What does the text on this poster say? Is it grammatical at all?

enter image description here

  • 2
    It is grammatical, just written in an old-fashioned manner ("лик", "некто", "электротелеграф") and pre-Reform Orthography. As far as I can tell, they got the pre-1917 spelling correct. It is important to understand that people trying to imitate pre-Reform spelling may use ѣ, і and ъ even when not appropriate, while still being grammatically correct. This is not taught at school, after all.
    – Shady_arc
    Commented Feb 19, 2015 at 11:14

2 Answers 2


The translation by @user4419802 is absolutely correct, still it is practically impossible to understand what it means without knowing what the lawsuit and the meme mentioned in it are. Let me tell the story.

In 2005 a Russian band made a video that contained the phrase “бей бабу по ебалу” (‘hit women into their faces’ expressed in obscene words). Later, in 2008, in a Russian social network a meme appeared, it was the portrait of a stylish Russian rock’n’roll singer Valeri Syutkin in the Obama election campaign altered colors with the abbreviation ’BBPE’ which is the abbreviation of the above rude phrase transliterated into the Latin alphabet. The image was used in the social networks to troll camwhores. And later, in December 2014, the Federal Service for Supervision of Communications, Information Technology and Mass Media of the Russian Federation applied to the court with a lawsuit against the Internet encyclopedia Lurkmore to make the encyclopedia delete the article about that BBPE meme, explaining that Syutkin cannot bear his mom's distress when she learned what her son's portrait is used for. However, the court rejected the claim, and another meme appeared, the one you are asking about. The image shows the Дореволюцiонный Совѣтчикъ – The Pre-Revolution Adviser – also a meme, an aristocratic-looking guy speaking the pre-1917 aristocratic archaic language using the old spelling. ‘The electrical telegraph’ obviously means ‘the Internet’, and the meme mentioned there is the BBPE image.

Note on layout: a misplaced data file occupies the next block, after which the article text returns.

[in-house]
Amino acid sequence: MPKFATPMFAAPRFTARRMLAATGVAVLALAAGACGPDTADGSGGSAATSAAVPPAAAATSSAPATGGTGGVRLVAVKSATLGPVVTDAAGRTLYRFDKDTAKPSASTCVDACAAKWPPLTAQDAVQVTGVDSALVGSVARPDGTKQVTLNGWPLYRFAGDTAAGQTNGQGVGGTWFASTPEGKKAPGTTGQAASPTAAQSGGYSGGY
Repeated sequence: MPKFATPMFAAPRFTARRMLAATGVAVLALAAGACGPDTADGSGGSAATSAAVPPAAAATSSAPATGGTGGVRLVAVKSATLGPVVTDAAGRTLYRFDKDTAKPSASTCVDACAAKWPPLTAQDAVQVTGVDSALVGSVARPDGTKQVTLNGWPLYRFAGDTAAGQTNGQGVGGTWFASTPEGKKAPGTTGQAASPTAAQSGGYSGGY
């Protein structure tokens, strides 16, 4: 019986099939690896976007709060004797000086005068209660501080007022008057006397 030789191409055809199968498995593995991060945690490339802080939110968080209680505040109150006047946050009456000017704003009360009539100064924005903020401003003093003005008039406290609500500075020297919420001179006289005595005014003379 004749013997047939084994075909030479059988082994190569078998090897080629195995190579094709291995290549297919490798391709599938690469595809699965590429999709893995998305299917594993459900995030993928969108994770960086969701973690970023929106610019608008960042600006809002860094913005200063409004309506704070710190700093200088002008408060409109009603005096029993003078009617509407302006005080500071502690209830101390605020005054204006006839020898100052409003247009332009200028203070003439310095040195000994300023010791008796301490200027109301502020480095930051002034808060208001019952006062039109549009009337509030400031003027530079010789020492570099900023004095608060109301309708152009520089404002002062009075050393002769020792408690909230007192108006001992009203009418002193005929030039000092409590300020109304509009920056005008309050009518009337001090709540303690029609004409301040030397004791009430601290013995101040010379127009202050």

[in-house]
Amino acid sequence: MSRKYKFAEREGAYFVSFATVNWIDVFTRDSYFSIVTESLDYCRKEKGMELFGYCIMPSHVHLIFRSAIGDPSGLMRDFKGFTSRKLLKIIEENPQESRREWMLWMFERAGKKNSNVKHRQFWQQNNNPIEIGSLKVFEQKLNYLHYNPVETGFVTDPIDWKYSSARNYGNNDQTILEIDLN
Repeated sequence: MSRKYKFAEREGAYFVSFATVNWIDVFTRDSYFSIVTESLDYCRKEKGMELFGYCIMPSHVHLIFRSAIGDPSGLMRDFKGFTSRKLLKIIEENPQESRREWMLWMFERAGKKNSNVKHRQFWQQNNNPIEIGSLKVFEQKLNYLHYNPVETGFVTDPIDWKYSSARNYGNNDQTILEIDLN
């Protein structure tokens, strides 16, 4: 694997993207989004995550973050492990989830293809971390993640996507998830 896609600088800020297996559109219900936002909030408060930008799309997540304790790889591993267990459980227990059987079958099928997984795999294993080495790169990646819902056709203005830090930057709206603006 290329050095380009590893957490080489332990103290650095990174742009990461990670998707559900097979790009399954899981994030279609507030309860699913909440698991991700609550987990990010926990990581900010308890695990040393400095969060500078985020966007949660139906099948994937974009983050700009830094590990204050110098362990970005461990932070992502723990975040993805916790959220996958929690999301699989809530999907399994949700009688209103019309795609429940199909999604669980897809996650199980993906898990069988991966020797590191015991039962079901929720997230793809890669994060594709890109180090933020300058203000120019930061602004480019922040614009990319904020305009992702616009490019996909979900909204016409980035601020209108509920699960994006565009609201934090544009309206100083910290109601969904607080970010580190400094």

Now you can see that to understand the text the understanding of at least four other Internet memes is needed.

  • 3
    The aristocratic looking guy is Robert Downey Jr. from the popular "my face when..." meme, upon which this one is based.
    – Quassnoi
    Commented Feb 19, 2015 at 19:24
  • 1
    @Quassnoi - Oh, yes, but that's just the head of Robert Downey Jr. which is attached to the body of an Unknown Man in a Black Frock Coat and Black Cloak from the mid-19th century portrait signed by JX Kaniewski.
    – Yellow Sky
    Commented Feb 19, 2015 at 22:43

The text is written in old (pre-1917) grammar (though I'm not sure, if it's free of errors).

The translation is: [This is] my face, when someone files a lawsuit against the electrical telegraph, being the well-known [Internet] meme.

  • 2
    It is free of errors — a rare and beautiful sight. I'm not sure являясь isn't a stylistic anachronism, though. Commented Feb 19, 2015 at 14:01
  • @Artemix Me too. I put "Internet" for a clarity, though probably it's better not to.
    – Matt
    Commented Feb 19, 2015 at 14:08
  • @NikolayErshov: also it would most probably be spelled электро-телеграфъ back then. Conjoined spelling was used too but more rarely.
    – Quassnoi
    Commented Feb 19, 2015 at 19:37
  • @NikolayErshov: according to the corpus, являясь was used in 1800s mostly in in the direct meaning ("showing up"), however the abstract meaning ("being") is also recorded, especially in scientific and official texts. So it does not need to be an anachronism.
    – J-mster
    Commented Feb 20, 2015 at 14:01
  • 1
    Well, but at least "лик" seems too archaic even for 1800s speech.
    – Matt
    Commented Feb 20, 2015 at 14:30

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